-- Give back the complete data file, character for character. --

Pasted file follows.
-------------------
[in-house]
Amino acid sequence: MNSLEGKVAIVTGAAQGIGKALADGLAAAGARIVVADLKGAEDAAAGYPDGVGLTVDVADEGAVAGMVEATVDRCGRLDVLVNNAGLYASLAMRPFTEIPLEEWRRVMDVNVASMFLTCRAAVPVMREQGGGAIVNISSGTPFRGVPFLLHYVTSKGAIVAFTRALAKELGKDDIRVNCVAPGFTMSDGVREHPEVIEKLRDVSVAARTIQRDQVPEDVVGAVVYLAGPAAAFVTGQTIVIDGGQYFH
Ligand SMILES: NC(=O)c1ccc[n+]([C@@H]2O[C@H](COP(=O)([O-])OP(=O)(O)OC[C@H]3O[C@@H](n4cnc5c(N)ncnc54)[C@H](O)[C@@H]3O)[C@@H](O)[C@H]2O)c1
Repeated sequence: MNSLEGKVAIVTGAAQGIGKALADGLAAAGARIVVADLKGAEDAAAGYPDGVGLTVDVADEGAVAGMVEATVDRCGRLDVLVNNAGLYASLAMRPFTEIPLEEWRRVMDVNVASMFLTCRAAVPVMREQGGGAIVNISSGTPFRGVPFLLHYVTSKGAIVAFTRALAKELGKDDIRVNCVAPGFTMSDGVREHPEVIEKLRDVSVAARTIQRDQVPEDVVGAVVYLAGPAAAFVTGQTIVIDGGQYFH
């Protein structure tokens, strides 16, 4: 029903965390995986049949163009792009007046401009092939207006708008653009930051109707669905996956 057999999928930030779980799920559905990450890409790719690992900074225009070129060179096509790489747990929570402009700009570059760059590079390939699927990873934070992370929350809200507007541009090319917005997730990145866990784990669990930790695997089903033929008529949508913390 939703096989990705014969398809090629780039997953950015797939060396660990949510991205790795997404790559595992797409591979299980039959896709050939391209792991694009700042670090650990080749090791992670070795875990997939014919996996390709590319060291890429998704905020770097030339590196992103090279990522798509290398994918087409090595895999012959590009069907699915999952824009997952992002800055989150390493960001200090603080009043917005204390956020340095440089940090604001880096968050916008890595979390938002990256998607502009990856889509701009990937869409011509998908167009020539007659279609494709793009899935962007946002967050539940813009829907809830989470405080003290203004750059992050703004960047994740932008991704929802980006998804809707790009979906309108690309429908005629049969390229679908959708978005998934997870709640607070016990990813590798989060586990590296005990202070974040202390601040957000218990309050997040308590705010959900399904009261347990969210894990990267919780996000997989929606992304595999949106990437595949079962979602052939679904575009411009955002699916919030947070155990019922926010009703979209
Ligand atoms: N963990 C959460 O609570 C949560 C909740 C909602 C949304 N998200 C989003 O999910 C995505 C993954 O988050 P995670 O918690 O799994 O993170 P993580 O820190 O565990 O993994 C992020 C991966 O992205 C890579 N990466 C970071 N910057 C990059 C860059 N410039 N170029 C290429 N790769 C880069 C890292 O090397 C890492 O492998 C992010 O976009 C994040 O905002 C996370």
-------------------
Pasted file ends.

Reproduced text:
[in-house]
Amino acid sequence: MNSLEGKVAIVTGAAQGIGKALADGLAAAGARIVVADLKGAEDAAAGYPDGVGLTVDVADEGAVAGMVEATVDRCGRLDVLVNNAGLYASLAMRPFTEIPLEEWRRVMDVNVASMFLTCRAAVPVMREQGGGAIVNISSGTPFRGVPFLLHYVTSKGAIVAFTRALAKELGKDDIRVNCVAPGFTMSDGVREHPEVIEKLRDVSVAARTIQRDQVPEDVVGAVVYLAGPAAAFVTGQTIVIDGGQYFH
Ligand SMILES: NC(=O)c1ccc[n+]([C@@H]2O[C@H](COP(=O)([O-])OP(=O)(O)OC[C@H]3O[C@@H](n4cnc5c(N)ncnc54)[C@H](O)[C@@H]3O)[C@@H](O)[C@H]2O)c1
Repeated sequence: MNSLEGKVAIVTGAAQGIGKALADGLAAAGARIVVADLKGAEDAAAGYPDGVGLTVDVADEGAVAGMVEATVDRCGRLDVLVNNAGLYASLAMRPFTEIPLEEWRRVMDVNVASMFLTCRAAVPVMREQGGGAIVNISSGTPFRGVPFLLHYVTSKGAIVAFTRALAKELGKDDIRVNCVAPGFTMSDGVREHPEVIEKLRDVSVAARTIQRDQVPEDVVGAVVYLAGPAAAFVTGQTIVIDGGQYFH
């Protein structure tokens, strides 16, 4: 029903965390995986049949163009792009007046401009092939207006708008653009930051109707669905996956 057999999928930030779980799920559905990450890409790719690992900074225009070129060179096509790489747990929570402009700009570059760059590079390939699927990873934070992370929350809200507007541009090319917005997730990145866990784990669990930790695997089903033929008529949508913390 939703096989990705014969398809090629780039997953950015797939060396660990949510991205790795997404790559595992797409591979299980039959896709050939391209792991694009700042670090650990080749090791992670070795875990997939014919996996390709590319060291890429998704905020770097030339590196992103090279990522798509290398994918087409090595895999012959590009069907699915999952824009997952992002800055989150390493960001200090603080009043917005204390956020340095440089940090604001880096968050916008890595979390938002990256998607502009990856889509701009990937869409011509998908167009020539007659279609494709793009899935962007946002967050539940813009829907809830989470405080003290203004750059992050703004960047994740932008991704929802980006998804809707790009979906309108690309429908005629049969390229679908959708978005998934997870709640607070016990990813590798989060586990590296005990202070974040202390601040957000218990309050997040308590705010959900399904009261347990969210894990990267919780996000997989929606992304595999949106990437595949079962979602052939679904575009411009955002699916919030947070155990019922926010009703979209
Ligand atoms: N963990 C959460 O609570 C949560 C909740 C909602 C949304 N998200 C989003 O999910 C995505 C993954 O988050 P995670 O918690 O799994 O993170 P993580 O820190 O565990 O993994 C992020 C991966 O992205 C890579 N990466 C970071 N910057 C990059 C860059 N410039 N170029 C290429 N790769 C880069 C890292 O090397 C890492 O492998 C992010 O976009 C994040 O905002 C996370």